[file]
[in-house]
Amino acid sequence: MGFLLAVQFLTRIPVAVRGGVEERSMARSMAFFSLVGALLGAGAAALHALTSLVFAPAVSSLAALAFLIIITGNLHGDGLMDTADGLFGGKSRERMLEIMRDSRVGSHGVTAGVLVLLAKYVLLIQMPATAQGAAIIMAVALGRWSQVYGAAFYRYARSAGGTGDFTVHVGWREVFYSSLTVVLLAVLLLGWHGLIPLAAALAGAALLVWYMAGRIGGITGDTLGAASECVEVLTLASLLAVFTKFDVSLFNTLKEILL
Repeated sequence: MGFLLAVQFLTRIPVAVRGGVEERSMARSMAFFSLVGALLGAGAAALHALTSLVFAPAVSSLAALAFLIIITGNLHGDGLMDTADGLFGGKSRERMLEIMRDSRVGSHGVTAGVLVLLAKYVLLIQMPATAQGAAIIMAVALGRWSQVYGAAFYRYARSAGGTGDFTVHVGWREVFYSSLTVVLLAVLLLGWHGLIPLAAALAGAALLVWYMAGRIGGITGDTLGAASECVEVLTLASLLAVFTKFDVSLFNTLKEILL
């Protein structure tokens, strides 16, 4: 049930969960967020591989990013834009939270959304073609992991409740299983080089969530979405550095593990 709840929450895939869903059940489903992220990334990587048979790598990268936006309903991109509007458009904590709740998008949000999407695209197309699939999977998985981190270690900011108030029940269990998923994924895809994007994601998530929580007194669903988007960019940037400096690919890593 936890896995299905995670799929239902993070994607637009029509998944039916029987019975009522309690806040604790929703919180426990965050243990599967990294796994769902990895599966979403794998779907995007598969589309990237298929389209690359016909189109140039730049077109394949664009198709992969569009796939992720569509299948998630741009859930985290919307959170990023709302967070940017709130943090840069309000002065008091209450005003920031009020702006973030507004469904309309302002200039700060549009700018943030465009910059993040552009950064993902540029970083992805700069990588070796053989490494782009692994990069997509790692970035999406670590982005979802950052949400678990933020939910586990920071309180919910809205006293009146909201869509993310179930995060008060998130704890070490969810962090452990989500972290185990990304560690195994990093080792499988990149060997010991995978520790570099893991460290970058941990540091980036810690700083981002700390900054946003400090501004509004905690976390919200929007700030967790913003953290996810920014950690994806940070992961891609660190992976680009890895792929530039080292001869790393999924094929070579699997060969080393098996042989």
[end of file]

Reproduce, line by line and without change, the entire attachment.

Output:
[in-house]
Amino acid sequence: MGFLLAVQFLTRIPVAVRGGVEERSMARSMAFFSLVGALLGAGAAALHALTSLVFAPAVSSLAALAFLIIITGNLHGDGLMDTADGLFGGKSRERMLEIMRDSRVGSHGVTAGVLVLLAKYVLLIQMPATAQGAAIIMAVALGRWSQVYGAAFYRYARSAGGTGDFTVHVGWREVFYSSLTVVLLAVLLLGWHGLIPLAAALAGAALLVWYMAGRIGGITGDTLGAASECVEVLTLASLLAVFTKFDVSLFNTLKEILL
Repeated sequence: MGFLLAVQFLTRIPVAVRGGVEERSMARSMAFFSLVGALLGAGAAALHALTSLVFAPAVSSLAALAFLIIITGNLHGDGLMDTADGLFGGKSRERMLEIMRDSRVGSHGVTAGVLVLLAKYVLLIQMPATAQGAAIIMAVALGRWSQVYGAAFYRYARSAGGTGDFTVHVGWREVFYSSLTVVLLAVLLLGWHGLIPLAAALAGAALLVWYMAGRIGGITGDTLGAASECVEVLTLASLLAVFTKFDVSLFNTLKEILL
């Protein structure tokens, strides 16, 4: 049930969960967020591989990013834009939270959304073609992991409740299983080089969530979405550095593990 709840929450895939869903059940489903992220990334990587048979790598990268936006309903991109509007458009904590709740998008949000999407695209197309699939999977998985981190270690900011108030029940269990998923994924895809994007994601998530929580007194669903988007960019940037400096690919890593 936890896995299905995670799929239902993070994607637009029509998944039916029987019975009522309690806040604790929703919180426990965050243990599967990294796994769902990895599966979403794998779907995007598969589309990237298929389209690359016909189109140039730049077109394949664009198709992969569009796939992720569509299948998630741009859930985290919307959170990023709302967070940017709130943090840069309000002065008091209450005003920031009020702006973030507004469904309309302002200039700060549009700018943030465009910059993040552009950064993902540029970083992805700069990588070796053989490494782009692994990069997509790692970035999406670590982005979802950052949400678990933020939910586990920071309180919910809205006293009146909201869509993310179930995060008060998130704890070490969810962090452990989500972290185990990304560690195994990093080792499988990149060997010991995978520790570099893991460290970058941990540091980036810690700083981002700390900054946003400090501004509004905690976390919200929007700030967790913003953290996810920014950690994806940070992961891609660190992976680009890895792929530039080292001869790393999924094929070579699997060969080393098996042989």